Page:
Saturday 26th JuneJune 27, 2010
Well that was weird. I was sat this evening, as I usually am at this time, in my favourite listening chair, playing Scrabble on my iPhone while listening intently to some music when I felt my nose running and reached into my pocket for a tissue. This is not so unusual for me at this time of the year either as I suffer quite heavily from hayfever. When I brought the tissue to my nose though a big drop of blood fell into it and I then sat and had a nosebleed for the next ten minutes. I haven’t had a nosebleed since I was about ten years old. I think the last time I had one was after receiving a smack on the nose playing football at primary school. Now, weirdly I was having one while sat listening to Philip Thomas playing piano pieces written by Tim Parkinson. I’ve no idea why it happened. All a bit baffling really.
About as baffling as the music. This new CD is one of three new releases of piano music just out on Wandelweiser. It contains two pieces for solo piano written by Parkinson and played by Thomas. Each is named Piano Piece, but with the identifiers 2006 and 2007 helpfully added. The music then is incredibly hard to assess and probably even harder to describe. In the brief liner notes to the disc, Thomas states that although “traces of other musics may be suggested by some of the material, the focus for the performer in on projecting the sounds without the clutter of interpretive rhetoric”. As the perfomer here he achieves this very well- this music sounds like nothing else I can think of.
Both pieces follow a similar course, in that they wind allover the place and seem to have to fixed pattern, tempo or easily attachable reference points. The first piece begins with a series of very simple rising and falling scales, but then wanders off into tiny fragments of melody, quiet, spacious moments, sections within which hammered simple one or two key repetitions occur, and just about everything else in between. There is maybe an overarching sense of the history of English piano composition here, if I was listening to this blind and was asked to name the composer after much shoulder shrugging I might have plumped for Skempton or Michael Parsons, and there is a vague sense of Cardew’s playful simplicity in there somewhere, but actually this really doesn’t sound like much else at all. It is as if (and the liners might point this way) Parkinson has set out to make music that refuses all references, rejects all influences, and perhaps in doing so makes a kind of oblique reference to all composed piano music at the same time. There is an almost childlike innocence to the music. it doesn’t sound random at all, but somehow sounds like the work of a talented pianist that had never heard any piano music before.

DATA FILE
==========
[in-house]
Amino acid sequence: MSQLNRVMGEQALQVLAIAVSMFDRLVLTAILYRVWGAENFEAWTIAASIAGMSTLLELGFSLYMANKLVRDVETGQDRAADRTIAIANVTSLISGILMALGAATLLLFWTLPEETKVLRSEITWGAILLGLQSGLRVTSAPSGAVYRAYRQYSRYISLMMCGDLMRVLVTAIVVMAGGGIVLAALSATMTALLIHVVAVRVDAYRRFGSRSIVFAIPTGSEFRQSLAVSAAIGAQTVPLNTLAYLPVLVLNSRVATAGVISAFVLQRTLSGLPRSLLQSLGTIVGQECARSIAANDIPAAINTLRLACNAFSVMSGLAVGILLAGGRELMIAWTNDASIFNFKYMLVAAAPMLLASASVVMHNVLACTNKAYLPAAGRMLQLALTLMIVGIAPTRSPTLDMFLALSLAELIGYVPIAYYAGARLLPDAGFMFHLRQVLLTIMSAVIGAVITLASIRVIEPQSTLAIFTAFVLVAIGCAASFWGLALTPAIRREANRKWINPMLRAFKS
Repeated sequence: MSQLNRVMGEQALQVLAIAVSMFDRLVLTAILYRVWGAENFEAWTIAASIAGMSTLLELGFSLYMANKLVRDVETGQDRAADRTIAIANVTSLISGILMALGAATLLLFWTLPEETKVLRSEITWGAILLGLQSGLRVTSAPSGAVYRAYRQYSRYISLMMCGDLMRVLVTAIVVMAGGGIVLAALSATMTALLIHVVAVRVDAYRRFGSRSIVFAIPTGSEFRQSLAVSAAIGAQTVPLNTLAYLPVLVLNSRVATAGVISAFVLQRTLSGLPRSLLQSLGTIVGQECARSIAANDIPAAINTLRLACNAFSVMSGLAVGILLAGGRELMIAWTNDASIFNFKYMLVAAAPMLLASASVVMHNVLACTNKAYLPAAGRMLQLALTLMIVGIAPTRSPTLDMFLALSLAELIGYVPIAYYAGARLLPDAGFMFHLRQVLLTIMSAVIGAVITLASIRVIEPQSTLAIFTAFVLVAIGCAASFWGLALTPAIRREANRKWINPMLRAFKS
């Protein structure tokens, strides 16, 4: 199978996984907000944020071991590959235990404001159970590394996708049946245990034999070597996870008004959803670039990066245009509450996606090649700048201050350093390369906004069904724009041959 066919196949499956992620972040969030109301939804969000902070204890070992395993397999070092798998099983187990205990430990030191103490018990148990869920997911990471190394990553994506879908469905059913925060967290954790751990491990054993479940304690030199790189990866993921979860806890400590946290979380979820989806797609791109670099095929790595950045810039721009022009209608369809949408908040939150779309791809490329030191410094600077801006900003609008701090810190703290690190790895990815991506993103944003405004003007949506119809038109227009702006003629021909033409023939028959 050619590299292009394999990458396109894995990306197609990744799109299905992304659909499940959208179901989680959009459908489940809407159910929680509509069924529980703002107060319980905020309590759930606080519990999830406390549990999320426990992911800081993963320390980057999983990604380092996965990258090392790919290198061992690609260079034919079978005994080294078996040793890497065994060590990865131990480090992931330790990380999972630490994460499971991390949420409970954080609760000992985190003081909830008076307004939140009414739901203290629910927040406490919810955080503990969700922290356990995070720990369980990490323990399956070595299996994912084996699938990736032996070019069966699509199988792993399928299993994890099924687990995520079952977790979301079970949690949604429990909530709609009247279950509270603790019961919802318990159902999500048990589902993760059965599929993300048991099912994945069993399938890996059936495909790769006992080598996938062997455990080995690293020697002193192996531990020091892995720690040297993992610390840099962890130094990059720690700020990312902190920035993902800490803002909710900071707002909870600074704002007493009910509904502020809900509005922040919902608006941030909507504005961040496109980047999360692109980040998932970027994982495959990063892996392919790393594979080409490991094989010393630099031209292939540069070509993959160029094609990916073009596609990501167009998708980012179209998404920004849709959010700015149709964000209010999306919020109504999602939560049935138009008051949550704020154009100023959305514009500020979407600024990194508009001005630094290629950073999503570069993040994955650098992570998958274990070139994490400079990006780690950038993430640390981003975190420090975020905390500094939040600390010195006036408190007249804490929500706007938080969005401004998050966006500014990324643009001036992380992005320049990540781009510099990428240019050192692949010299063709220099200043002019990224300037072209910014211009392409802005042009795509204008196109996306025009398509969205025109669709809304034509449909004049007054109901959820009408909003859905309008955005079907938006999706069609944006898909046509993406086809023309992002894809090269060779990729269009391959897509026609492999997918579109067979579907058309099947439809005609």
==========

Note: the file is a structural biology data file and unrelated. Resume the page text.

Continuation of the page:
Its hard to explain why I say this, but there is a freshness to this music I rather like. The playing feels light and airy, the notes bounce from one to another, and even though they don’t seem to go in the directions that might sound familiar there is something well formed about the music, it does sound complete somehow. Parkinson writes that he wanted to focus on the present, make each moment in the first piece a new beginning. This certainly feels like it has been achieved. As each part of the work begins I have found myself forgetting what came before. The unnatural progressions from one part of the music to another make it hard to pull the whole piece together in my head so I can evaluate the structure or overall atmosphere. Both of the pieces here sound more like musical journeys than concise works with a beginning, middle and end.
The liner notes for the second track, Piano Piece (2007) are just as brief, paraphrasing quotes from a couple of people I hadn’t heard of before, but also there is the line from Parkinson; “To work, for a period of time, until that work and time is over.” This to me is reflected in the simple, matter-of-factness of the music. Like in the first piece different sections seem to bear no relation to each other, but they do not sound like gimmicks, they do not seem to apologise for themselves, they just exist where they are until they end and the next section begins. The question then is what we are meant to make of it… are we supposed to just listen because the sounds are there until they are gone? Are we meant to enjoy the music in any particular way? We don’t get melodies to cling to, there isn’t any one overriding sensation to take from the playing, so what are we meant to go away with?
Personally I took away a sense of bafflement, plus a nosebleed, but also a sense of something quite important and unusual here. If improvisation, at least in its formative years went in search of non-idiomatic playing then maybe this piano music is doing something similar, and coming very close to achieving it. Has anyone else heard this disc yet? I am very interested to know how others have felt about it. is it just me that finds it so unusual?
The Wandelweiser site, which includes a link to buy their discs from is here. The other two piano releases are both double CD sets, one a series of works by a variety of composers played by Dante Boon, the other two discs of very wonderful music written and played by Eva-Maria Houben. The former I will listen to and write about here soon, my review of the latter should appear in the next edition of The Wire magazine.